After school districts nationwide canceled graduation ceremonies out of caution during the coronavirus pandemic, Wigton is one of many parents of high school graduates who has devised alternative ways to commemorate the milestone moment while abiding by social distancing.

High school graduation is a pivotal moment for any teenager. But as the pandemic closed classrooms across the country and canceled most large public events, the tradition became a potentially hazardous one. An auditorium teeming with supportive family members, some having traveled to support their graduate, would be a pathogenic nightmare.

So now, the class of 2020 sits at home, never to walk across the stage with all their peers at once, their diplomas in the mail.

Read the full story here.

—Annie Aguiar

Oregon loosening virus restrictions for restaurants, pools

Oregon’s phase 2 coronavirus reopening plan will begin as early as Friday and includes loosening current restaurant restrictions, opening pools and expanding outdoor gatherings to 100 people.

Gov. Kate Brown planned a news conference late Wednesday morning with state health leaders to discuss the next steps ease restrictions from her stay-at-home directives.

Thus far, 20 counties in Oregon are under review by the governor’s office to enter phase 2, including Deschutes, Jackson and Lane, according to the state’s reopening dashboard. Currently, gathering limits are set at 25 people. Under phase 2, gatherings will be increased to 50 people indoors and 100 people outdoors, said Gina Zejdlik, Brown’s deputy chief of staff.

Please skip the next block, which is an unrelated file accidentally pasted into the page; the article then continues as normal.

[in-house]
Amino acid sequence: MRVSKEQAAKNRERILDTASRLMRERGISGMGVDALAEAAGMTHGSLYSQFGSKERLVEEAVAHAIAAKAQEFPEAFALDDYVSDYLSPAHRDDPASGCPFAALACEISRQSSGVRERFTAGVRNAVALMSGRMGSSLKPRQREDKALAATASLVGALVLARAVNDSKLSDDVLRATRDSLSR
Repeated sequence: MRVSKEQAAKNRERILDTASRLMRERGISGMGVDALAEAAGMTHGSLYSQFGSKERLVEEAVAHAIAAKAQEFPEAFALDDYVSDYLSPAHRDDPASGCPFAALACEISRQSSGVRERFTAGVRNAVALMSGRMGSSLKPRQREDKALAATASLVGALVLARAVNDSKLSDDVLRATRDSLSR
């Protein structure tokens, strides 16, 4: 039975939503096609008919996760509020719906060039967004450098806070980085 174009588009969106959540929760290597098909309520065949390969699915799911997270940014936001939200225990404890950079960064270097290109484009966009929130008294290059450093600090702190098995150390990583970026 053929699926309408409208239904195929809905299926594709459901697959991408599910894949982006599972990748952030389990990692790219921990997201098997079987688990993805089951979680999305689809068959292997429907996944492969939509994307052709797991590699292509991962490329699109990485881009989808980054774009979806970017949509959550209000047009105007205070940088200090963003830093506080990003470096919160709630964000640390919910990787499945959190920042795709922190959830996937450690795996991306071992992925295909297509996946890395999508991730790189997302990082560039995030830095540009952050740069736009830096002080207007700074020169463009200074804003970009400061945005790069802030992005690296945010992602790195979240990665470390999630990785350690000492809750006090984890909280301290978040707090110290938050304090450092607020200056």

Restaurants, which are currently required to close at 10 p.m., will be allowed to stay open until midnight.

—Associated Press

Seattle-based American Seafoods to screen 2 more crews after most on third vessel test positive for COVID-19

Seattle-based American Seafoods, after most of the 126-person crew aboard its American Dynasty tested positive for COVID-19, has decided to screen the crews of two additional vessels.

The new round of testing involves the crews of the American Triumph and the Northern Jaeger as they dock in Bellingham, according to a company statement.

“We’re conducting these tests out of an abundance of caution,” said Mikel Durham, the company’s chief executive.

All three of American Seafoods’ vessels had been participating in the Pacific whiting harvest off the Northwest coast with large crews onboard to operate the vessels and equipment that processes and freezes the catch. Their work often entails long hours of close-quarters labor in a season that started last month.

Last week, a crew member of the American Dynasty tested positive and was hospitalized in Bellingham. A subsequent screening of other crew determined that 85 were positive. That vessel has returned to Seattle, and the crew members who tested positive are staying in lodging acquired by King County for COVID-19 patients.

Read the full story here.

—Hal Bernton
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Amazon workers sue over coronavirus allegedly brought home from warehouse

A group of Amazon.com warehouse employees sued the online retail giant, contending its working conditions put not only them at risk of contracting the coronavirus but also their family members, including one who died.

Barbara Chandler, one of three workers who filed a lawsuit Wednesday in New York, says she contracted the virus in March at Amazon’s Staten Island distribution center, where employees “were explicitly or implicitly encouraged to continue attending work and prevented from adequately washing their hands or sanitizing their workstations.”